But in a world with children in war zones and single moms on welfare, how sorry should we feel for the circumstance of former child stars?

“Nonetheless, you are looking at child labourers and they deserve some respect,” Fiona says. “If it [child stardom] does happen to you and it stops, it’s a challenge to your character.”

Children have been movie stars since the early days of silent pictures — from Jackie Googan to Mickey Rooney to Shirley Temple to Natalie Wood to Kurt Russell to Macaulay Culkin to Dakota Fanning. We know why the studios want to turn children into stars, but what is the appeal to the child?

In Vancouver recently, hundreds of 10-something boys lined up for an open casting call for a role in the movie adaptation of the book Where the Wild Things Are.

There are 193 child actors (those under 17) in the Union of B.C. Performers. Union spokesperson Mercedes Watson urges parents to speak up for their child and be aware of provisions for children in the collective agreement. “In our society, children aren’t the ones with authority. So when they’re on set, we need parents and the union to provide that for them.”

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“When they finally told me Joshua had the part in Crooked Hearts, he was just ecstatic. He just leapt in the air,” says Fiona Jackson. “And when I saw the rushes, and he was good, he was talented, I thought, OK, I can get behind this. Before that, as his mother, I was worried about him.”

In her work, she had seen what the industry can do to a child. “I remember one girl, at nine, who came into my office and said, ‘Hi Sweetie, have you got anything for me?'” As Fiona notes in her book, she warned her son: “Many actors are a–holes, but it’s not necessary to be an a–hole to be an actor.”

The ones who are, though, can be terrible role models for child actors.

“It’s a real temptation. You can be just an idiot when you’re an actor and you’re surrounded by people who are getting paid to accept your idiocy. That would be my biggest fear as a parent — the indiscriminate approval given to actors.”

Despite these concerns, Fiona found Josh had a balanced approach to the profession, even taking audition rejections in stride. “He didn’t go home depressed.”

Actor Josh Jackson (left) hangs out with his sister Aisleagh Jackson and their mother, Fiona, in the family's home.

Still, Fiona wasn’t thrilled when her daughter Aisleagh, five years younger than Josh, wanted to pursue acting.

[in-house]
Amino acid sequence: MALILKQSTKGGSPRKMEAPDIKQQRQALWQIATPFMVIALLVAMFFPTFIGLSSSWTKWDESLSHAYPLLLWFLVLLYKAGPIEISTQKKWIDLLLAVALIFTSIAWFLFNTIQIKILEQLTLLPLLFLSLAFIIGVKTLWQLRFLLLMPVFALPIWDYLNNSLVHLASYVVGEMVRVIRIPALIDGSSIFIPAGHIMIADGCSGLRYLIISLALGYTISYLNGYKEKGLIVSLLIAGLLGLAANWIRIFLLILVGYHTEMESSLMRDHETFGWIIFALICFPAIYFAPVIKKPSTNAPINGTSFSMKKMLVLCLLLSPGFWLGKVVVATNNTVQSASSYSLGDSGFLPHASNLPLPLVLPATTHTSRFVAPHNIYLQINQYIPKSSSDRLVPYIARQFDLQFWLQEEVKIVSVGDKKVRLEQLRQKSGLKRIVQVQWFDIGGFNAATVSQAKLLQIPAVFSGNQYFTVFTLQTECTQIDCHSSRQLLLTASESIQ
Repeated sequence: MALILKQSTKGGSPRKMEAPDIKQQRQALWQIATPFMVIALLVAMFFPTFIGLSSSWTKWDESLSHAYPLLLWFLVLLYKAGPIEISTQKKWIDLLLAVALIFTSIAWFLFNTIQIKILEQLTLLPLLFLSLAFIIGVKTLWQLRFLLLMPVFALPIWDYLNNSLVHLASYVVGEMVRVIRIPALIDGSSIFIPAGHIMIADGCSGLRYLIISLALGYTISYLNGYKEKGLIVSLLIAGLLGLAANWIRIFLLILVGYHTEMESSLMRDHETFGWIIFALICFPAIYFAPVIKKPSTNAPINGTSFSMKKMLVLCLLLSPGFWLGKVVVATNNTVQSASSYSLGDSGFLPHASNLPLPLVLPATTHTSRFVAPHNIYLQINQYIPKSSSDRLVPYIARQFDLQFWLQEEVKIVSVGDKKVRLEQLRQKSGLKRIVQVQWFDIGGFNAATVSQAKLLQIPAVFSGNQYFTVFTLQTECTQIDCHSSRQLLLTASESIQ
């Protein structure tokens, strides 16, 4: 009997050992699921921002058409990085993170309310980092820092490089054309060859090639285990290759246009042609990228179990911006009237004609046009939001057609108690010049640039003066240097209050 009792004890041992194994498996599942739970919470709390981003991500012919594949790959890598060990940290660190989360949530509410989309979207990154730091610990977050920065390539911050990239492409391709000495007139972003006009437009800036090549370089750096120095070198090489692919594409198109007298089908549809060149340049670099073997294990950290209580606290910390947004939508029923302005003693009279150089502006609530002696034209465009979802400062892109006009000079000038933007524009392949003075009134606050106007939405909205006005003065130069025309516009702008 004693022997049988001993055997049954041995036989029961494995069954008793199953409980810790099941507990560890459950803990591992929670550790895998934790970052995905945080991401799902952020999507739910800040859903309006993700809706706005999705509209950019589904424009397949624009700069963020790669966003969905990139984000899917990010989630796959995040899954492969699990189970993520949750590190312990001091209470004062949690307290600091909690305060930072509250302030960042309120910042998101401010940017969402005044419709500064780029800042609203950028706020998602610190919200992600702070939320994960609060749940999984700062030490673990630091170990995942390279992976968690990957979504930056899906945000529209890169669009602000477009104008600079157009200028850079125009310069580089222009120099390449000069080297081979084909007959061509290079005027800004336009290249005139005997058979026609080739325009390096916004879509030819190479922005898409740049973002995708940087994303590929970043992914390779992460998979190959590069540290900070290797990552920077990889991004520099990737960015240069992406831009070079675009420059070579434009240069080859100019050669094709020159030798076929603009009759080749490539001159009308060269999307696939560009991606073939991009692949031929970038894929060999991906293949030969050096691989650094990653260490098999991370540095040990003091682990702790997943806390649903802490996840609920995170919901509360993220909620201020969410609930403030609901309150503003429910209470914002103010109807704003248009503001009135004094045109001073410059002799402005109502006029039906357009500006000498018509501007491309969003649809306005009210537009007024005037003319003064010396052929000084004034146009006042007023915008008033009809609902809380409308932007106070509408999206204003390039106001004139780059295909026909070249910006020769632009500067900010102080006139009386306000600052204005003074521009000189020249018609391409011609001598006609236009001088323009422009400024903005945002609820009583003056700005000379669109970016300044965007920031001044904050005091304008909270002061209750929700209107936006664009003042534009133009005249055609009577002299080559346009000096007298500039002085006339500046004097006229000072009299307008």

“My daughter is so talented, but I worried about flattery on a young girl’s head, about temptation, about sexualizing a young girl too early. So I said, ‘No.’ She was furious with me.”

Since graduating from New York University last May, Aisleagh has pursued acting in L.A.

“When she first got there, she stayed with Joshua for six months, then she got her own place. They’re extremely close. Early on, after [my] divorce, he took on the role of the man of the family. He’s more than a brother to her. He used the Pacey money to get her through NYU.”

Still, even with Josh’s level-headed instincts, there are times when she’s had to reign him in.

“Occasionally, I’ll say to him, ‘Joshua, you’re being an actor,'” she says with a laugh.

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Five Fiona Jackson observations from Child Actors: A Parent’s Survival Guide, her guidebook for raising little stars.

  • 1 Since the film business operates on a hierarchically abusive system, the further down you go, the more it will be heaped on your head. And stage moms [and dads] rate lower than extras.
  • 2 Agents and managers will want them to . . . be seen at the parties, maintain a presence. Those activities keep the commercial wheels turning and can be literally fatal to the growing young person.
  • 3 If your child has developed actual acting skills, that will help. If “cuteness” was their only talent, it may be the end.
  • 4 Producers can be admirable, creative, ethical people. OR NOT. Find out before you sign any contracts or make binding verbal agreements.
  • 5 Having a midlife crisis in his/her mid-twenties is not the desired goal of acting for a child.